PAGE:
EXPLORING LOST HAWAI'I: PLACES OF POWER, HISTORY, MYSTERY & MAGIC, Ellie and William Crowe (Island Heritage, $15.99)
Isle PagesNew relases from Hawaii authors,
Reviewed by Burl Burlingame
The Crowes are veteran travelers and writers who specialize in the spooky. This guidebook lists 60 places around the islands where spiritual power resides, either natural or man-made. The typeface is large and the text contains directions, so the book seems designed for use within a rental car. The pages are well illustrated with color photographs and anecdotes, plus appropriate Hawaiian chants, but the simplistic maps are a disappointment.
ONE HAND IS NO APPLAUDER: ESSAYS ON THE STRUCTURE OF HUMAN RELATIONSHIPS, Paul Heinberg and Terry Welden (Vantage Press, $14.95)
This independently published textbooklike volume is the result of several years of intensive skull-work by University of Hawaii professors Heinberg and Welden, and revolves around their theory that there is no such creature as the "individual" -- we're actually defined by our interaction with others, and so the smallest human unit is the "dyad," or relationship. Trippy! The book is chockablock with formulas and examples, just the sort of brain-juice that is squeezed out only in ivory towers.
FOR THE GOOD OF MANKIND: A HISTORY OF THE PEOPLE OF BIKINI AND THEIR ISLANDS, Jack Niedenthal (Micronitor Publishing, $10)
This modestly printed paperback functions as a general guide to the atomic bomb site and the remote island, which is beginning to bounce back. The author is the trust liaison for the atoll. Details include the history of the people and their islands, interviews with Bikinians about their struggles and personal stories about the author's relationships there, plus details about the Bikinians' local government and trust funds, and other useful, general-interest data. The book is available only through the territory's official Web site, www.bikiniatoll.com, and the $10 price includes priority mail shipping in the United States.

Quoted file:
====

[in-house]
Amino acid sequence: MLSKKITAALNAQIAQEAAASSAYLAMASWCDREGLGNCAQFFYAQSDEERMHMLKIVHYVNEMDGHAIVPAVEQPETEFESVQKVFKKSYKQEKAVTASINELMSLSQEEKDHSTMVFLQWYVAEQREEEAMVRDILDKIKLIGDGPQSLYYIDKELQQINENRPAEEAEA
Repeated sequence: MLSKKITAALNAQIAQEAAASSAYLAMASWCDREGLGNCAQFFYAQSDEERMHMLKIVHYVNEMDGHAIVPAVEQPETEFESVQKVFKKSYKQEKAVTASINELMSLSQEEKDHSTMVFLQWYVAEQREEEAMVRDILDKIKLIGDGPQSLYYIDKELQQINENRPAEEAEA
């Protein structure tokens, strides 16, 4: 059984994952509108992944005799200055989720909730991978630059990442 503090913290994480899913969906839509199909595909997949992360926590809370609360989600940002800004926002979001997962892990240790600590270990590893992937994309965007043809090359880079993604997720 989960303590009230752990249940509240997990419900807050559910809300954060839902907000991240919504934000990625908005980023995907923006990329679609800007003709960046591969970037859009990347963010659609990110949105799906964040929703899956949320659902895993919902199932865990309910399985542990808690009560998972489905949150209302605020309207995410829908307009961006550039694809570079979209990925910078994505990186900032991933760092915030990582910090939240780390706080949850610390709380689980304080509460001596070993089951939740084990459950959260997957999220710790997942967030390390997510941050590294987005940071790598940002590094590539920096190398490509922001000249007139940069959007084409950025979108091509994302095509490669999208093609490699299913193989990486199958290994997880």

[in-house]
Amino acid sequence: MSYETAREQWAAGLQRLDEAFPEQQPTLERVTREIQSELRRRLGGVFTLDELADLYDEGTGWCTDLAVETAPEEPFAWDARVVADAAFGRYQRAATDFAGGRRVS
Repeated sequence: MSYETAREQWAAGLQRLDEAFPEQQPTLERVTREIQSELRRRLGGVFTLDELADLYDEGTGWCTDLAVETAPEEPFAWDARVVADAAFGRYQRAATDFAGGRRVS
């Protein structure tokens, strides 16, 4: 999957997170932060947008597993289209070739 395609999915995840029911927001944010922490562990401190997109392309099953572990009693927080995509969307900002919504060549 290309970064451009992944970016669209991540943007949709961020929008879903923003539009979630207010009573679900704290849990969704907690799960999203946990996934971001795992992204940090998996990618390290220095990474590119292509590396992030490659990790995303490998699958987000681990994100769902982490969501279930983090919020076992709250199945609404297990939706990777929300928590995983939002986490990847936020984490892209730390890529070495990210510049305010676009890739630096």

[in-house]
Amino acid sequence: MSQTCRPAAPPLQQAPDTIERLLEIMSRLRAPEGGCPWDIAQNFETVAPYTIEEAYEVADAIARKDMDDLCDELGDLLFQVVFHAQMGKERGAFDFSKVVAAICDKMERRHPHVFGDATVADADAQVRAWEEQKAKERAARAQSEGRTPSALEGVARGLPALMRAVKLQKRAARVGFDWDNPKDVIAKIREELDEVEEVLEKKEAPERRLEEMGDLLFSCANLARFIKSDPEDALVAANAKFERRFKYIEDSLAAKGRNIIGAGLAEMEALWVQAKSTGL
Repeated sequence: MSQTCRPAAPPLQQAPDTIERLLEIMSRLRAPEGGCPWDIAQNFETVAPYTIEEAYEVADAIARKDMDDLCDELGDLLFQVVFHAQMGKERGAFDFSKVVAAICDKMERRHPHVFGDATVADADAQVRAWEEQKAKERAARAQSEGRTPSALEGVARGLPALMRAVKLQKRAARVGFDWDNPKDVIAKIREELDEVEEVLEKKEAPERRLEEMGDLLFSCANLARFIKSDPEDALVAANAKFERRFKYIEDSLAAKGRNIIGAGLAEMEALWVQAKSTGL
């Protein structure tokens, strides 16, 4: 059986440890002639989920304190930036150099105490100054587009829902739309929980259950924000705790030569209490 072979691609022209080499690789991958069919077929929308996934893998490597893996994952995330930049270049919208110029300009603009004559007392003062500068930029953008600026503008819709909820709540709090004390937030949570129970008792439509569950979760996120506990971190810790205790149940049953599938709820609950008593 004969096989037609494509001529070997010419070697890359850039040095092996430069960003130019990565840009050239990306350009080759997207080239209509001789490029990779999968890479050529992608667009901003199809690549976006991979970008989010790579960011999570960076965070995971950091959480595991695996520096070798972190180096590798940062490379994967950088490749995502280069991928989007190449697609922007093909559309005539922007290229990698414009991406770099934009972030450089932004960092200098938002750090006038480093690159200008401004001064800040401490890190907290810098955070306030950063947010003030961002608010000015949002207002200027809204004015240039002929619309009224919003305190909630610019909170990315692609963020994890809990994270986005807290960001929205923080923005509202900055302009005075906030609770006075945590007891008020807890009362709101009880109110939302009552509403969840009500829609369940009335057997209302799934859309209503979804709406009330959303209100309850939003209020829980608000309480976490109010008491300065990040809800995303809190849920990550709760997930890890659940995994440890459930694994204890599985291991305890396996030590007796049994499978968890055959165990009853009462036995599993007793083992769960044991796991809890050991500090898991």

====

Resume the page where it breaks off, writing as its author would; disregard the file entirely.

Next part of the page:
ALOHA BEAR'S A-B-C WIPE-CLEAN WORKBOOK, Yuko Green (Island Heritage, $6.99)
Marshmallowlike Aloha Bear, a character closely identified with Honolulu Advertiser cartoonist Dick Adair, returns in this slim but thick-paged volume designed to be drawn on with crayons and then cleaned up and used again. There is an English or Hawaiian word for each letter of the alphabet, and the pages are pre-ruled for neatness.
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